RESEARCH SUBMISSION

Prevalence and burden of migraine in the United States: A systematic review

Fred Cohen MD

Corresponding Author

Fred Cohen MD

Mount Sinai Center for Headache and Facial Pain, Department of Neurology, Icahn School of Medicine at Mount Sinai, New York, New York, USA

Department of Medicine, Icahn School of Medicine at Mount Sinai, New York, New York, USA

Correspondence

Fred Cohen, Mount Sinai Center for Headache and Facial Pain, Department of Neurology, Icahn School of Medicine at Mount Sinai, New York, NY, USA.

Email: [email protected]

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Caroline V. Brooks MA

Caroline V. Brooks MA

Department of Sociology, Indiana University, Bloomington, Indiana, USA

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Daniel Sun BS

Daniel Sun BS

Department of Neurology, Montefiore Medical Center, Bronx, New York, USA

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Dawn C. Buse PhD

Dawn C. Buse PhD

Department of Neurology, Albert Einstein College of Medicine, Bronx, New York, USA

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Michael L. Reed PhD

Michael L. Reed PhD

Vedanta Research, Chapel Hill, North Carolina, USA

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Kristina M. Fanning PhD

Kristina M. Fanning PhD

Vedanta Research, Chapel Hill, North Carolina, USA

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Richard B. Lipton MD

Richard B. Lipton MD

Department of Neurology, Montefiore Medical Center, Bronx, New York, USA

Department of Neurology, Albert Einstein College of Medicine, Bronx, New York, USA

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First published: 03 May 2024

Abstract

Background

This study reviewed migraine prevalence and disability gathered through epidemiologic survey studies in the United States conducted over the past three decades. We summarized these studies and evaluated changing patterns of disease prevalence and disability.

Methods

We conducted a systematic review of US studies addressing the prevalence, disability, and/or burden of migraine, including both episodic migraine (EM) and chronic migraine (CM). A Preferred Reporting Items for Systematic Reviews and Meta-Analyses (PRISMA) protocol was used in conjunction with the PubMed search engine. Eligible studies were published before February 2022, were conducted in the United States, included representative samples, and used a case definition of migraine based on the International Classification of Headache Disorders (ICHD). The primary measure of disease burden was the Migraine Disability Assessment Scale (MIDAS). The MIDAS measures days lost due to migraine over 3 months in three domains and defines groups with moderate (Grade III) or severe disability (Grade IV) using cut-scores.

Results

Of the 1609 identified records, 26 publications from 11 US population-based studies met eligibility criteria. The prevalence of migraine in the population has remained relatively consistent for the past 30 years: ranging from 11.7% to 14.7% overall, 17.1% to 19.2% in women, and 5.6% to 7.2% in men in the studies reviewed. CM prevalence is 0.91% (1.3% among women and 0.5% of men) in adults and 0.8% in adolescents. The proportion of people with migraine and moderate-to-severe MIDAS disability (Grades III–IV), has trended upward across studies from 22.0% in 2005 to 39.0% in 2012, to 43.2% in 2016, and 42.4% in 2018. A consistently higher proportion of women were assigned MIDAS Grades III/IV relative to men.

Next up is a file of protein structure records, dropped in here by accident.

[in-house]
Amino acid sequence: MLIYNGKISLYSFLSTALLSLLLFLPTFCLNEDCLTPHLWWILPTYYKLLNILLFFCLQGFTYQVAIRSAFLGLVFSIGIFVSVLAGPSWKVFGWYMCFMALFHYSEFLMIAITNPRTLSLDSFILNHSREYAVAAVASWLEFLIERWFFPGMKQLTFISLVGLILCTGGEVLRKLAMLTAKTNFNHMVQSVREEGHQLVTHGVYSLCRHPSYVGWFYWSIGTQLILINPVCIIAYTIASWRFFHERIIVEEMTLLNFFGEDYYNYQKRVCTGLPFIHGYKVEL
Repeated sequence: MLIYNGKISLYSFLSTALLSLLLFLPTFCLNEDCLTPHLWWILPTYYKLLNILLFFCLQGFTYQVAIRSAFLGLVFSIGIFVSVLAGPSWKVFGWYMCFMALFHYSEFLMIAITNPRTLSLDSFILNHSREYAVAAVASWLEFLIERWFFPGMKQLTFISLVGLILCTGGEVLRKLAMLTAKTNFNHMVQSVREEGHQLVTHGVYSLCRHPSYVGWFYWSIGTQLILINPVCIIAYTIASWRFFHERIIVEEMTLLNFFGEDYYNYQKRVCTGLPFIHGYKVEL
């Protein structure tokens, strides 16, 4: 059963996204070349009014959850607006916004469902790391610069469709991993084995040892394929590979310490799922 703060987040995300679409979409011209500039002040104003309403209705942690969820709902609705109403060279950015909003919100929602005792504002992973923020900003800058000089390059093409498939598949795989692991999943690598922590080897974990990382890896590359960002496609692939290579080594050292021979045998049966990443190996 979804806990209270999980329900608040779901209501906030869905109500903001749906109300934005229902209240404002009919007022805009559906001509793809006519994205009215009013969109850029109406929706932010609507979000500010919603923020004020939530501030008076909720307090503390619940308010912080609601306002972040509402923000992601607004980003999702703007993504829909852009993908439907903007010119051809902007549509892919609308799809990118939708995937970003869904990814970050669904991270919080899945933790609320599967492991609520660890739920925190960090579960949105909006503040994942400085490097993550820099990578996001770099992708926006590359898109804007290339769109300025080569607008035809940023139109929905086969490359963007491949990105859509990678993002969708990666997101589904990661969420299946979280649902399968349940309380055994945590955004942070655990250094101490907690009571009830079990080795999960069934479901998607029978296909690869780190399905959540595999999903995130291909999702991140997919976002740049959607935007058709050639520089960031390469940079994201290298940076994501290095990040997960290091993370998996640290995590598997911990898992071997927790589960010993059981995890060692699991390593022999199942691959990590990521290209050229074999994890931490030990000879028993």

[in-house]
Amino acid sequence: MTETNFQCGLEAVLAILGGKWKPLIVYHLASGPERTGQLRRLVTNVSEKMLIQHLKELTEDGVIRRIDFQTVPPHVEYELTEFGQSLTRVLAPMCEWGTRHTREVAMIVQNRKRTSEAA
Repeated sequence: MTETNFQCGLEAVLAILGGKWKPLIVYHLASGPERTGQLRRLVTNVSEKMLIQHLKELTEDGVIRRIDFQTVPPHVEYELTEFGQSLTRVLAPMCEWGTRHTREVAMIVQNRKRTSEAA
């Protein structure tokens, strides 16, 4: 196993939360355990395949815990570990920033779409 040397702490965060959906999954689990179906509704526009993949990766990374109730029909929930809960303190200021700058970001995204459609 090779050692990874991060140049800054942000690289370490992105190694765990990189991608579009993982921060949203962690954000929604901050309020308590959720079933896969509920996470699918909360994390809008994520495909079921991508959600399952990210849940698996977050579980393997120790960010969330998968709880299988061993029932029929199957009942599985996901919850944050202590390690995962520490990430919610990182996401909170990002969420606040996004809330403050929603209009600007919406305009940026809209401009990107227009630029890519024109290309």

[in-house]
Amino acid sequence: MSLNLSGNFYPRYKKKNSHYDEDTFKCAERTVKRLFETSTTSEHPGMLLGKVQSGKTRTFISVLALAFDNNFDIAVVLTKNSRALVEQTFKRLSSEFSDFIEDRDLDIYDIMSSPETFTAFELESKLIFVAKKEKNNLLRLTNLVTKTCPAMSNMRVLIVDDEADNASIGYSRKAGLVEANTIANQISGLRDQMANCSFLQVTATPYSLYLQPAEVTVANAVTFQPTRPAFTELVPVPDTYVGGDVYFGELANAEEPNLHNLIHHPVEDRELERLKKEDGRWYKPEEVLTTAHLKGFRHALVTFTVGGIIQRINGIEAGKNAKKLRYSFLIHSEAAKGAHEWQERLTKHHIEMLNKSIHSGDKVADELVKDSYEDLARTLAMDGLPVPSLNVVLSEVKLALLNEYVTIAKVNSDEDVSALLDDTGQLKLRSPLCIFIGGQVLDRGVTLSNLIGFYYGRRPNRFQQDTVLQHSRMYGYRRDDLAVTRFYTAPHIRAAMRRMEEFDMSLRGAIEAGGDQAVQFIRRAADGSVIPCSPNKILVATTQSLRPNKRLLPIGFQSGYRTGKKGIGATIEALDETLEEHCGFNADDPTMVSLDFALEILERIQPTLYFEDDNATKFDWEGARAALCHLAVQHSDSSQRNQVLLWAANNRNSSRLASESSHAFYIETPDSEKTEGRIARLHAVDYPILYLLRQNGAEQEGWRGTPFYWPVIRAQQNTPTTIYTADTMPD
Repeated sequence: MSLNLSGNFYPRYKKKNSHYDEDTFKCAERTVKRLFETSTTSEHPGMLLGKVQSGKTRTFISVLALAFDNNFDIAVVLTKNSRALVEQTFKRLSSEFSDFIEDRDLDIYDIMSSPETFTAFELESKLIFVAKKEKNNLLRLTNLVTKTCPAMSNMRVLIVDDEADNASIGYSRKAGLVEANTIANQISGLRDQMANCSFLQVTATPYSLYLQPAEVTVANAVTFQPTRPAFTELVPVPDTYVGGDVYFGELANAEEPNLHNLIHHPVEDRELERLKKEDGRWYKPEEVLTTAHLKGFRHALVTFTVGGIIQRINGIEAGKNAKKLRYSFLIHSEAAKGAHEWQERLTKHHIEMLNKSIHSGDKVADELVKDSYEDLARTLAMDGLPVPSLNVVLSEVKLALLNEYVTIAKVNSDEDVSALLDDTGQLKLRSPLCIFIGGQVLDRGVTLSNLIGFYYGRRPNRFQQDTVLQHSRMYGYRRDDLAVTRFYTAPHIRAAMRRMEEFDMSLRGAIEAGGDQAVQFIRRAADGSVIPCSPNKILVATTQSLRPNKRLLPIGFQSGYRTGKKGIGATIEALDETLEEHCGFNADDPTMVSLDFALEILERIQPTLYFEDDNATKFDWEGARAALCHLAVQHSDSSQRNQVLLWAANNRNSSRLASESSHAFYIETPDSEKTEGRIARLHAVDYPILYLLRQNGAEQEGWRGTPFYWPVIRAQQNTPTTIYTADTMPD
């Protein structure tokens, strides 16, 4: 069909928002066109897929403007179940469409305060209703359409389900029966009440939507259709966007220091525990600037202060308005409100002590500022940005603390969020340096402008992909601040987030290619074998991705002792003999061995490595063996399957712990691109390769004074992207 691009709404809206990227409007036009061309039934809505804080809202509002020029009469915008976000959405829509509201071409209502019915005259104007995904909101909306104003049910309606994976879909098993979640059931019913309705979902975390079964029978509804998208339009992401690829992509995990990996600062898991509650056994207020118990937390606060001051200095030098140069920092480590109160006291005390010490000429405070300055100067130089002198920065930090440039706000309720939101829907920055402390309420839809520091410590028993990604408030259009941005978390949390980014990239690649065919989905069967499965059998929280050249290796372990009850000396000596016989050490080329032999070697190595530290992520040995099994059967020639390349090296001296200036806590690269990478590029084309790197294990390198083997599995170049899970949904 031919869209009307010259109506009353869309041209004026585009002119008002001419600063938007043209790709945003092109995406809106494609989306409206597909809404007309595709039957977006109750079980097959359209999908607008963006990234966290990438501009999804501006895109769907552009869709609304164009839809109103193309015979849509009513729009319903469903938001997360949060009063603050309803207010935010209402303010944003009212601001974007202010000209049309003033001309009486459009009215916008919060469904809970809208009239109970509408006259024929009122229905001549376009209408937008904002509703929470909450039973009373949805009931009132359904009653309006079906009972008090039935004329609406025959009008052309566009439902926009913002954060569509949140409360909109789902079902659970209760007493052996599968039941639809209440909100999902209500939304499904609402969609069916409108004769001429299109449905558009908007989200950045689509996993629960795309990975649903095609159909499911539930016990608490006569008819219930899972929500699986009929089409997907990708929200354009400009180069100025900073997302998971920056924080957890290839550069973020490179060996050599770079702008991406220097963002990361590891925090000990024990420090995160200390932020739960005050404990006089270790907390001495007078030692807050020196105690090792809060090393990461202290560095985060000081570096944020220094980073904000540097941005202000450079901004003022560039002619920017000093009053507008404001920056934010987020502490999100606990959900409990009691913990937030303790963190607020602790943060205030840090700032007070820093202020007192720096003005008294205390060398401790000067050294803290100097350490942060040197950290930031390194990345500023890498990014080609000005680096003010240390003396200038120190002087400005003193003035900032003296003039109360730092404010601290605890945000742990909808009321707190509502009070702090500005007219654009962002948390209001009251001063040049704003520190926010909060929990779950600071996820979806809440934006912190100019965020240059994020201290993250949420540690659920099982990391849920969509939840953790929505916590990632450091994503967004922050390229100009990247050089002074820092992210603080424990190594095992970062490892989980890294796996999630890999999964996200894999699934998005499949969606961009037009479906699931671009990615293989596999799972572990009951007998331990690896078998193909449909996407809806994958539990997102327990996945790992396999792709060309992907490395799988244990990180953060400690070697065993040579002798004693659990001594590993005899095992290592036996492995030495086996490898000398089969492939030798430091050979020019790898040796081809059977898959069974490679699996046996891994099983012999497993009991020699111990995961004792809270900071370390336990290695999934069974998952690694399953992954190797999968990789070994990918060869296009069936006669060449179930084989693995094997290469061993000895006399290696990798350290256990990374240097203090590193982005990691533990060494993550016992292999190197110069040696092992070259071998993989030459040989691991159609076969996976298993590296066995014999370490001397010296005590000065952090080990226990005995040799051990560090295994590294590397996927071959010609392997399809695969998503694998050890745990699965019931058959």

Conclusion

The prevalence of migraine in the United States has remained stable over the past three decades while migraine-related disability has increased. The disability trend could reflect changes in reporting, study methodology, social and societal changes, or changes in exacerbating or remediating factors that make migraine more disabling, among other hypotheses. These issues merit further investigation.

CONFLICT OF INTEREST STATEMENT

Fred Cohen serves as an assistant editor for Headache. He has received honoraria from Springer Nature and Medlink Neurology.

Caroline Brooks has no disclosures to report.

Daniel Sun has no disclosures to report.

Dawn Buse has been a consultant and/or received research funding from Abbvie/Allergan, Amgen, Biohaven, Collegium, GSK, Lilly, Lundbeck, and Teva. Work supported by Abbvie/Allergan, Lilly, and OrthoMcNeil is reviewed in this manuscript.

Michael Reed is the Managing Director of Vedanta Research, which has received research funding from AbbVie, Allay Lamp, Dr. Reddy's Laboratories, Eli Lilly, and GlaxoSmithKline via grants to the National Headache Foundation.

Christina Fanning is Managing Director of MIST Research which has received research funding from AbbVie, NYU Langone Heal, Allay Lamp, Juva Health, and GlaxoSmithKline via grants to the National Headache Foundation.

Richard Lipton receives research support from the NIH and FDA, as well as the National Headache Foundation and the Marx Foundation. He also receives research support from Allergan/AbbVie, Amgen, Eli Lilly, and Electrocore. He receives personal fees as a consultant or advisor from Allergan/AbbVie, Amgen, Biohaven Holdings, Cooltech, GlaxoSmithKline, Grifols, Heleon, Impel, Eli Lilly, Lundbeck, Merck, Pfizer, and Teva Pharmaceuticals. He holds stock or options in Axon, Biohaven Holdings, CoolTech, and Manistee. In addition, he receives royalties for Wolff's Headache seventh and eighth Edition.